As part of the review process for Crazy Water Pickled Lemons I felt I needed to make one of the recipes. No surprise that I chose a chocolate cake – a hazelnut and sherry one.
This is how I did it:
- Melted 150g dark chocolate (Green & Black’s 72% cook’s chocolate) in a pan over a very low heat with 75g unsalted butter and 125ml sherry (I used a sweet sherry as that’s all I had, but recipe called for dry fino).
- Stirred until all incorporated and smooth then left to cool for a bit.
- Toasted 100g shelled hazelnuts under the grill for about 5 minutes. Left to cool slightly, then rubbed of their skins with my hands and chopped them roughly.
- Weighed out and sifted 2oz plain flour, 2oz cocoa, 1/2 tsp baking powder and a pinch of salt.
- Whisked 6 egg whites until stiff – should always be done last, but I hate having to wash up my beaters half way through a process, so I do it first, making sure everything else pretty much ready to go when I’ve finished.
- Beat 6 egg yolks with 160g caster sugar until thick and creamy.
- Beat in the chocolate mixture.
- Stirred in 75g of the hazelnuts.
- Folded in the flour alternately with spoonfuls of the egg white until all just incorporated.
- Poured into a 22cm cake mould and baked for 40 minutes at 180C.
- Left to cool in the tin for 20 minutes then turned out onto a wire rack to cool completely.
- Threw a handful of raisins into a small pan and just covered with sweet sherry.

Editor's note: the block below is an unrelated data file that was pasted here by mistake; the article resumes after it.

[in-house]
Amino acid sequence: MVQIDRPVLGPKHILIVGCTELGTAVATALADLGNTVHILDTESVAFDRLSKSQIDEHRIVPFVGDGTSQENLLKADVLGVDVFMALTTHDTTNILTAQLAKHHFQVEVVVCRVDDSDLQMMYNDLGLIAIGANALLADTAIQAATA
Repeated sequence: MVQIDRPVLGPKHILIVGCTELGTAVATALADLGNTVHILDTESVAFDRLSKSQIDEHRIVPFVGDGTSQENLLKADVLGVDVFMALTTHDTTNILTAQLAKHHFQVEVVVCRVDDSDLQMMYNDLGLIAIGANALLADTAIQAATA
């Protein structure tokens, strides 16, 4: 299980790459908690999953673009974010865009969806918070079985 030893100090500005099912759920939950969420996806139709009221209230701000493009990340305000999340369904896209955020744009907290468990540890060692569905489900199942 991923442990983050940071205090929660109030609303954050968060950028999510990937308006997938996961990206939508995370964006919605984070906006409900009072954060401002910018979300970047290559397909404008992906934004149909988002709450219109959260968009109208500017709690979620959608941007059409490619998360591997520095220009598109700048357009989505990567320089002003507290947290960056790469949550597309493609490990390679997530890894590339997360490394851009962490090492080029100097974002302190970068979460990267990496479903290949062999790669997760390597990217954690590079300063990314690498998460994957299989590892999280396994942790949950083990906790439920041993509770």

- Brought this to a near simmer, then turned off the heat and left the raisins to soak until cold.
- Whipped some double cream until soft peaks formed, then whisked in some quark (low fat curd cheese). The recipe had suggested Greek yogurt or fromage frais, but this was the nearest thing I had in the fridge at the time.
- Stirred in the raisins and sherry.
- Omitted adding icing sugar as I thought the raisins and sherry would be sweet enough.
- Placed the cake onto a serving plate & dusted lightly with icing sugar.
- Scattered the remaining hazelnuts over the top, then dusted again with icing sugar.
- Served with a large dollop of the sherry raisin cream.
The cake rose beautifully, I was expecting it to sink like a souffle, but luckily, it sank just enough to gave a pleasingly level top. This is one for the adults – rich, dark & slightly bitter it almost borders on the savoury. The crunchy pices of hazelnut provide an interesting contrast to the smooth crumb of the cake. As for the raison cream, it was delicious in its own right and we could have happily eaten a bowlful. It enhanced the flavour of the cake and bought out its fruity notes. This would be good as a dinner party dessert and despite its magnificence, it is very easy to make.